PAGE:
By Jaimie M. Blackman, M.S.Ed., CWS
Welcome music retailers and MI suppliers to part one of a three-part series exploring the technical and emotional roadblocks for conducting effective money conversations, key to successfully building and selling your business.
Let it be known that I come with a bias; I was previously a music educator and owned an MI store. My name is Jaimie Blackman and today, with more than 15 years’ experience as a financial life planner and wealth manager, I created an “artful” way to talk about money using ample music metaphors to help you learn quickly. Whether you are a music maker or music lover, music has much to teach us about money. Because I capsulized dozens of issues of wealth down to seven, I call this language of money, MoneyCapsules.
And since many of you are familiar with the language of music, learning to use the MoneyCapsules tool will help you learn how to speak the language of money while making sure your financial decisions are in tune with your personal values. Kind of like using a guitar tuner – green, you’re in tune; red, you’re not.
This language of money will work equally well with your spouse, children, or team of financial professionals. Whether you just opened up your first MI business or you are devising your succession plan, staying in control of your financial conversation will make sure everyone is singing from the same page. And while having a written personal financial plan or succession plan for your business is the best place to start, it is only the start. Being able to engage in effective real-time conversations separates those who will succeed and those who will fail.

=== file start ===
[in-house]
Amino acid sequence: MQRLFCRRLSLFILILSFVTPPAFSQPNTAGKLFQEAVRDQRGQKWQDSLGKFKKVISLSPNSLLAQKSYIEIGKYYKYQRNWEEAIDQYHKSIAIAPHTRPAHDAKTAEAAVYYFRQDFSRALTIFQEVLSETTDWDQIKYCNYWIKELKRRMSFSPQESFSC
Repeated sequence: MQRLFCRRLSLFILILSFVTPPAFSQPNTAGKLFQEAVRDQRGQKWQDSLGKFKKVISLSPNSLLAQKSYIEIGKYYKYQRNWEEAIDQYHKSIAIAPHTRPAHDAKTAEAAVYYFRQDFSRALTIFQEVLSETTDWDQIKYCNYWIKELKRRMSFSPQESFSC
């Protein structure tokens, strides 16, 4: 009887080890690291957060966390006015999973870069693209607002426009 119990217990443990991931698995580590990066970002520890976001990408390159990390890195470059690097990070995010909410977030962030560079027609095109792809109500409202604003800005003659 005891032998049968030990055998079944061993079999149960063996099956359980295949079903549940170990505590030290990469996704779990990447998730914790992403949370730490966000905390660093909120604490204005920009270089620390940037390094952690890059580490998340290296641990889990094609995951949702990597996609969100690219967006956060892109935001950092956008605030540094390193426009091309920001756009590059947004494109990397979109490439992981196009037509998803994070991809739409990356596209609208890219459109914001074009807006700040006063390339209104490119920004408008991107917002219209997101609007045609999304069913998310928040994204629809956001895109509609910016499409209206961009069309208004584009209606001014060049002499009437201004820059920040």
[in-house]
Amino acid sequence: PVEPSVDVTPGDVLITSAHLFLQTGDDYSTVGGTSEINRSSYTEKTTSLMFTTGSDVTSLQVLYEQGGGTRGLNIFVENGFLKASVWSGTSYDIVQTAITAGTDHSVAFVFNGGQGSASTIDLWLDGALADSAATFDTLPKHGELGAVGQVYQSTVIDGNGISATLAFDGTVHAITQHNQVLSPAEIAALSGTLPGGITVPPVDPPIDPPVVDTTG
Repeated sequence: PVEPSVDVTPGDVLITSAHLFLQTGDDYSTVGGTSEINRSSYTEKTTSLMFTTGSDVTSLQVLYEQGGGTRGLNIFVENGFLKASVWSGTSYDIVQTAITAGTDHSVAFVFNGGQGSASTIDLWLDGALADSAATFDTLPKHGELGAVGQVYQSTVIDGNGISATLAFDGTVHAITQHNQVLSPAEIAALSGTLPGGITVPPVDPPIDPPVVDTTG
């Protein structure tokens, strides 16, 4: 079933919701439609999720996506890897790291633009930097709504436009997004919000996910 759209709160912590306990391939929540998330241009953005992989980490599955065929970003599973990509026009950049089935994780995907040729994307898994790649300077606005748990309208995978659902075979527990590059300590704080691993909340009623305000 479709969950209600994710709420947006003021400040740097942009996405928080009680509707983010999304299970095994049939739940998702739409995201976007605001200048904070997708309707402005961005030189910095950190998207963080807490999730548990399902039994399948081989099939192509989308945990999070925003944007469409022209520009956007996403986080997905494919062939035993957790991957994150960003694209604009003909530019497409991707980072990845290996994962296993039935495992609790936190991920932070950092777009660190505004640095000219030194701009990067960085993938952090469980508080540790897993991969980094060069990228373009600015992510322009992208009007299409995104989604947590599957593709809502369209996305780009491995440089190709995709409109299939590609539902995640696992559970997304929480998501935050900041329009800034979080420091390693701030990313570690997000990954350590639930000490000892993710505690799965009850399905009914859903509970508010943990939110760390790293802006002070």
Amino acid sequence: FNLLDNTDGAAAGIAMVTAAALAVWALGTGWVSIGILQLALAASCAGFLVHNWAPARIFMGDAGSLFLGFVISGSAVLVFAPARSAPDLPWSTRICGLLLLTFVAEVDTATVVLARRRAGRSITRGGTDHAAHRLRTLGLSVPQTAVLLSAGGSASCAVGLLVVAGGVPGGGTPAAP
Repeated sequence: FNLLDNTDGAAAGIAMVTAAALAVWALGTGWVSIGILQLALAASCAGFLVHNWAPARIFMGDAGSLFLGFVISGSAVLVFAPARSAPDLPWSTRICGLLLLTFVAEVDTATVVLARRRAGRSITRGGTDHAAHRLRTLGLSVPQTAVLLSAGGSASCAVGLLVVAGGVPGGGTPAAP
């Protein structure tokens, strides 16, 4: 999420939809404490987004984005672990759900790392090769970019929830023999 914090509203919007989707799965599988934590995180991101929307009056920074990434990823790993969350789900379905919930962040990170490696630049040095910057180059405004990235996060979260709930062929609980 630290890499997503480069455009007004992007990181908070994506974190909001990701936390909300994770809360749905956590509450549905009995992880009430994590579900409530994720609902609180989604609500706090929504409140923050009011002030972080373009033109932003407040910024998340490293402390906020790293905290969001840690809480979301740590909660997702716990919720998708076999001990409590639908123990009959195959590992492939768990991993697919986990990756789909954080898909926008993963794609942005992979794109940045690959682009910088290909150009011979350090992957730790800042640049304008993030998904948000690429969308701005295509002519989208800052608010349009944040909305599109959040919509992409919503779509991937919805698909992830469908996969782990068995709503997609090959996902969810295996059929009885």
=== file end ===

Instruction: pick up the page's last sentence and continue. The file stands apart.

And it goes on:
Often under great duress, business owners have to make fast, irreversible decisions. It’s best to heed the advice of former heavyweight champion Mike Tyson: “Everyone has a plan until they get punched in the mouth.” Being able to ask good questions at the right time requires confidence and language skills. Often there is no time to check with your “plan.” What’s the solution? Learn the language of money.
ORGANIZE – Turning Chaos Into Harmony
“When you know the notes to sing, you can sing most anything.” – From the song “Do-Re-Mi,” The Sound of Music
A great deal of music that sounds very different on the surface is organized using the seven-note scale, which makes up the building blocks of music. Many of you learned the names of these seven notes in school – Do-Re-Mi-Fa-So-La-Ti. Knowing these seven notes, instrumentalists and singers can create an infinite variety of music, which may include all music styles such as jazz, rock, classical, or pop. These seven notes reveal a deeper meaning of music and they exist in dynamic relationship with each other to create a beautiful melody, a sweet harmony, or a hot, burning rhythm. Knowing these seven key notes helps us to better engage in musical conversations, which ultimately leads to greater musical understanding, an ability to share, and a refinement of our music-listening choices for greater listening pleasure.
Similarly, whatever type of financial decision you are struggling with, whether it is saving for retirement, funding college for a grandchild, or ensuring funding for long-term care for yourself or your parents, it might surprise you that financial decisions that sound very different from each other on the surface are in fact organized using the same seven financial notes.
How do people orchestrate the large quantity of financial combinations into sound financial decisions? In three simple steps: Organize, Understand, and Decide.
Music is organized sound. Organization is key because without it, music is just noise. A guitarist organizes all the potential sound combinations through a system of scales, arpeggios, and chords that are used to rearrange the sound palette. Now think about your financial life. Is it organized? Does it sound like music, or more like a cacophony?